Coronavirus

Virginians must decide: vote by mail or risk COVID-19 by voting in person

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WASHINGTON (WFXR) — Election Day 2020 is approaching and for the first time ever, Virginians are starting to think how they are going to vote.

Devante Mosley, of Radford, said he is going to cast his ballot early.

“We have to utilize the mail in/absentee ballot,” Mosely said.

Mosley recognizes some of the risks that comes with mailing in your ballot.

“You start to have to deal with sanitation. How many hands touched a certain ballot,” Mosely said.

Mosley knows some voters are scared due to COVID-19, but he says don’t let that stop you from voting.

“This year it is very important to vote and get in the ballots. Whether that be mail in or in person. So hopefully, they can subside their fear for a bit even though it is a real fear and vote because it is important. If they want to do mail ins then utilize that because we need 100%,” Mosely said.

Sen. Mark Warner (D-Va.) said the Commonwealth is adjusting with the new normal.

“Virginia law has made it much easier in order to vote by mail,” Warner said, adding that he supports early voting.

“My hope would be that we would see upwards of 40% of Virginians deciding to vote before Election Day. That is going to be frankly safest for everyone whether you choose to vote on Election Day or early.”

Sen. Mark Warner (D-Va.)

The Virginia senator wants his constituents to know three things.

“I hope Virginians will take advantages to the changes in the law. Vote by mail. Vote early starting September 19th. Or if you choose to vote on Election Day, you can actually vote at the curbside,” Warner said.

5th district congressman Denver Riggleman (R-Va.), who has expressed concerns about voter fraud, said there has to be a way for everyone.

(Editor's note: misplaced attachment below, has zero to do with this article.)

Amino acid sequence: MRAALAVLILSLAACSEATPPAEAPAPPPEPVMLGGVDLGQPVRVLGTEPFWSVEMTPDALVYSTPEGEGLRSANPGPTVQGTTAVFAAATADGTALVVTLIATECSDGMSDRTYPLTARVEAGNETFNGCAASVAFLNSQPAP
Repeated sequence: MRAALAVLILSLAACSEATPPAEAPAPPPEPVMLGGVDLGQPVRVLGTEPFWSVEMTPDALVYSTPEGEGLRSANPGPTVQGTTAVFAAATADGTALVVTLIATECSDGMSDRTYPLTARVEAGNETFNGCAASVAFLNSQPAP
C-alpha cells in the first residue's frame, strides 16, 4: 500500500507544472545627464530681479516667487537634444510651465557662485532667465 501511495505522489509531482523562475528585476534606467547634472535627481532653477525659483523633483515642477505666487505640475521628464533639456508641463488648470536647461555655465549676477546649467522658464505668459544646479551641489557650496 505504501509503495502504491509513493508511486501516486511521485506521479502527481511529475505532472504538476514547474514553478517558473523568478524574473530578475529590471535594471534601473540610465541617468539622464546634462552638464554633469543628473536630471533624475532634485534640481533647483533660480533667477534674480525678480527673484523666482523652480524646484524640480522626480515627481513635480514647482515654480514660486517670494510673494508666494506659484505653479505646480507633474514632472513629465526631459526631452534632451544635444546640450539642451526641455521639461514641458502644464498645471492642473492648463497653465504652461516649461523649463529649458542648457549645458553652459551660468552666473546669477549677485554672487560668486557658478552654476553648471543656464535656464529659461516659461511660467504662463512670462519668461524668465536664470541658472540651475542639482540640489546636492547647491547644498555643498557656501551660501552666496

“My preference would be in person voting but certainly there has to be some type of mitigation for those that have preexisting conditions and those who might be fearful of COVID,” Riggleman said.

The congressman said voters will be looking for progress this November.

“People are going to be looking at what’s going on with the pandemic, is the economy coming back but what they are going to look for is are we on a forward trajectory. That’s what voters will be looking for,” Riggleman said.

Riggleman also shared what’s next for him after losing the 5th District Republican convention to Bob Good.

“I’m keeping my options open. Things are sort of moving forward. I’m still doing great things in congress I still have to run through the tape. If I was to do anything in a more directed way, we would be looking at a statewide run sometime in the future.”

Congressman Denver Riggleman (R-Va.)

In an interview with Bloomberg’s SoundOn podcast, Riggleman said he is considering a run for governor as an independent.

Norman Ornstein, of the American Enterprise Institute, said he’s scared.

“’I’m really afraid we might have a real mess on our hands,” Ornstein said.

But, he added, voter fraud stemming from absentee ballots should not concern Virginians.

“We know the evidence of voter fraud of individuals misusing vote by mail is almost nonexistent,” Ornstein said.

Ornstein said that Virginia election officials are on the right track and are making good progress.

“The election officials in Virginia have been pretty good about maintaining the integrity of the elections,” Ornstein said.

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